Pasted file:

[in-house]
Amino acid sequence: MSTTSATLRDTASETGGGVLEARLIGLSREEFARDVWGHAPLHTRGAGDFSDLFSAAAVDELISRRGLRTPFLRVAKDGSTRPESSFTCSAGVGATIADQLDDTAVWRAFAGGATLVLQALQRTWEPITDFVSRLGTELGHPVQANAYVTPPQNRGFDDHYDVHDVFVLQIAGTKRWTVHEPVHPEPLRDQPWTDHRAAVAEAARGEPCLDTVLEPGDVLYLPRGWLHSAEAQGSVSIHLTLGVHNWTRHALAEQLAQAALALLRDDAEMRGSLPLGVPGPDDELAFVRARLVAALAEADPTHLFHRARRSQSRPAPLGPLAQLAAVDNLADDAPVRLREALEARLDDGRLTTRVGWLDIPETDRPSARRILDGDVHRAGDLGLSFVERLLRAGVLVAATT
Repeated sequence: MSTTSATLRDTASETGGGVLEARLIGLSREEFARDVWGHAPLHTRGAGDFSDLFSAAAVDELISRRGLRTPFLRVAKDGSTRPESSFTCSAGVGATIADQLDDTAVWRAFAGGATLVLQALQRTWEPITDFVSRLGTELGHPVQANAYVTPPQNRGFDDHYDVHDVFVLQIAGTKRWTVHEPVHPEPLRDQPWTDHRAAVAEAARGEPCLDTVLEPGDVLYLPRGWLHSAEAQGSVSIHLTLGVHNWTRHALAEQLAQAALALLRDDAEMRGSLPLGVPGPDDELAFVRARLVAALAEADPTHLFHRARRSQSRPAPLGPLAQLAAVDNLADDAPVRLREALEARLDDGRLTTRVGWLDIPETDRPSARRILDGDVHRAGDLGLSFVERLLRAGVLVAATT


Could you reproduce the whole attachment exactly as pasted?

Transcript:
[in-house]
Amino acid sequence: MSTTSATLRDTASETGGGVLEARLIGLSREEFARDVWGHAPLHTRGAGDFSDLFSAAAVDELISRRGLRTPFLRVAKDGSTRPESSFTCSAGVGATIADQLDDTAVWRAFAGGATLVLQALQRTWEPITDFVSRLGTELGHPVQANAYVTPPQNRGFDDHYDVHDVFVLQIAGTKRWTVHEPVHPEPLRDQPWTDHRAAVAEAARGEPCLDTVLEPGDVLYLPRGWLHSAEAQGSVSIHLTLGVHNWTRHALAEQLAQAALALLRDDAEMRGSLPLGVPGPDDELAFVRARLVAALAEADPTHLFHRARRSQSRPAPLGPLAQLAAVDNLADDAPVRLREALEARLDDGRLTTRVGWLDIPETDRPSARRILDGDVHRAGDLGLSFVERLLRAGVLVAATT
Repeated sequence: MSTTSATLRDTASETGGGVLEARLIGLSREEFARDVWGHAPLHTRGAGDFSDLFSAAAVDELISRRGLRTPFLRVAKDGSTRPESSFTCSAGVGATIADQLDDTAVWRAFAGGATLVLQALQRTWEPITDFVSRLGTELGHPVQANAYVTPPQNRGFDDHYDVHDVFVLQIAGTKRWTVHEPVHPEPLRDQPWTDHRAAVAEAARGEPCLDTVLEPGDVLYLPRGWLHSAEAQGSVSIHLTLGVHNWTRHALAEQLAQAALALLRDDAEMRGSLPLGVPGPDDELAFVRARLVAALAEADPTHLFHRARRSQSRPAPLGPLAQLAAVDNLADDAPVRLREALEARLDDGRLTTRVGWLDIPETDRPSARRILDGDVHRAGDLGLSFVERLLRAGVLVAATT